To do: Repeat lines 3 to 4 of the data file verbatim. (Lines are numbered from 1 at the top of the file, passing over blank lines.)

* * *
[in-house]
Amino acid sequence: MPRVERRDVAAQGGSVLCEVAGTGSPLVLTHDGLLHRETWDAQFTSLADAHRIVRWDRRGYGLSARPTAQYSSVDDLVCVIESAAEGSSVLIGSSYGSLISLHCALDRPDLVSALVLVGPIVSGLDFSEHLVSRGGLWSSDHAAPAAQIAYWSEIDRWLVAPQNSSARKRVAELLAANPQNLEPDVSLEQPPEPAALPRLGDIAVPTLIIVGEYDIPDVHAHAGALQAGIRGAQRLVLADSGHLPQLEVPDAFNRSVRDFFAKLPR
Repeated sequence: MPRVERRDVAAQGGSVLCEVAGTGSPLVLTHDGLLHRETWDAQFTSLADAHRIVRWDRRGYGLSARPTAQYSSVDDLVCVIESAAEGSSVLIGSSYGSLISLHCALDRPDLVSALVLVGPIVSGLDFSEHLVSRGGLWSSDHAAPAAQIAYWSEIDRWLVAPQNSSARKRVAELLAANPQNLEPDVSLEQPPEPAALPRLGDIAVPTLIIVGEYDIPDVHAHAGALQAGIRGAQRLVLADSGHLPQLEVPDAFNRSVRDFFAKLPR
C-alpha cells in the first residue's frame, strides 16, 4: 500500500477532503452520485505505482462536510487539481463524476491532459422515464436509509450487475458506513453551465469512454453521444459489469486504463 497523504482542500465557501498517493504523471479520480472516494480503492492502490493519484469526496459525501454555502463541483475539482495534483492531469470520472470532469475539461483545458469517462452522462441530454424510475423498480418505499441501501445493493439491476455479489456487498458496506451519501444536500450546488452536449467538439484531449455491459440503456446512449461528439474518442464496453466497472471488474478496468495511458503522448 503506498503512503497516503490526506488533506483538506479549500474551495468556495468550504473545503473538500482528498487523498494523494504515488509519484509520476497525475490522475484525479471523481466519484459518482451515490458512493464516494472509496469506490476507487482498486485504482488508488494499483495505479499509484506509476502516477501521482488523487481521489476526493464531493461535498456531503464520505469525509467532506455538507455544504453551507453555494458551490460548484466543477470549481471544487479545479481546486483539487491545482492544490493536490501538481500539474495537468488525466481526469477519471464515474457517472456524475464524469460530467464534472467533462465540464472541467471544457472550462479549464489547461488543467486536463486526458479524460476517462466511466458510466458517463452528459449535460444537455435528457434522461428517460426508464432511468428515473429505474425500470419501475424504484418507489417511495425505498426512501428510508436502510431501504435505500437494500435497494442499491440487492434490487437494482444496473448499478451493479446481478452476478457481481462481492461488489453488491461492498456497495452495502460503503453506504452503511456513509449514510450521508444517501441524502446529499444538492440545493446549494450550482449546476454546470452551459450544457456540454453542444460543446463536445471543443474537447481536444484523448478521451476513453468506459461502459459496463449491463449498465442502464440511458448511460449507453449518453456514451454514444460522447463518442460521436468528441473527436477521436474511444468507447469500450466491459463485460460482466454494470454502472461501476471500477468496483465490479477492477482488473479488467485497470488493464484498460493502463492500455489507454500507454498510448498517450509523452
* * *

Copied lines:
Repeated sequence: MPRVERRDVAAQGGSVLCEVAGTGSPLVLTHDGLLHRETWDAQFTSLADAHRIVRWDRRGYGLSARPTAQYSSVDDLVCVIESAAEGSSVLIGSSYGSLISLHCALDRPDLVSALVLVGPIVSGLDFSEHLVSRGGLWSSDHAAPAAQIAYWSEIDRWLVAPQNSSARKRVAELLAANPQNLEPDVSLEQPPEPAALPRLGDIAVPTLIIVGEYDIPDVHAHAGALQAGIRGAQRLVLADSGHLPQLEVPDAFNRSVRDFFAKLPR
C-alpha cells in the first residue's frame, strides 16, 4: 500500500477532503452520485505505482462536510487539481463524476491532459422515464436509509450487475458506513453551465469512454453521444459489469486504463 497523504482542500465557501498517493504523471479520480472516494480503492492502490493519484469526496459525501454555502463541483475539482495534483492531469470520472470532469475539461483545458469517462452522462441530454424510475423498480418505499441501501445493493439491476455479489456487498458496506451519501444536500450546488452536449467538439484531449455491459440503456446512449461528439474518442464496453466497472471488474478496468495511458503522448 503506498503512503497516503490526506488533506483538506479549500474551495468556495468550504473545503473538500482528498487523498494523494504515488509519484509520476497525475490522475484525479471523481466519484459518482451515490458512493464516494472509496469506490476507487482498486485504482488508488494499483495505479499509484506509476502516477501521482488523487481521489476526493464531493461535498456531503464520505469525509467532506455538507455544504453551507453555494458551490460548484466543477470549481471544487479545479481546486483539487491545482492544490493536490501538481500539474495537468488525466481526469477519471464515474457517472456524475464524469460530467464534472467533462465540464472541467471544457472550462479549464489547461488543467486536463486526458479524460476517462466511466458510466458517463452528459449535460444537455435528457434522461428517460426508464432511468428515473429505474425500470419501475424504484418507489417511495425505498426512501428510508436502510431501504435505500437494500435497494442499491440487492434490487437494482444496473448499478451493479446481478452476478457481481462481492461488489453488491461492498456497495452495502460503503453506504452503511456513509449514510450521508444517501441524502446529499444538492440545493446549494450550482449546476454546470452551459450544457456540454453542444460543446463536445471543443474537447481536444484523448478521451476513453468506459461502459459496463449491463449498465442502464440511458448511460449507453449518453456514451454514444460522447463518442460521436468528441473527436477521436474511444468507447469500450466491459463485460460482466454494470454502472461501476471500477468496483465490479477492477482488473479488467485497470488493464484498460493502463492500455489507454500507454498510448498517450509523452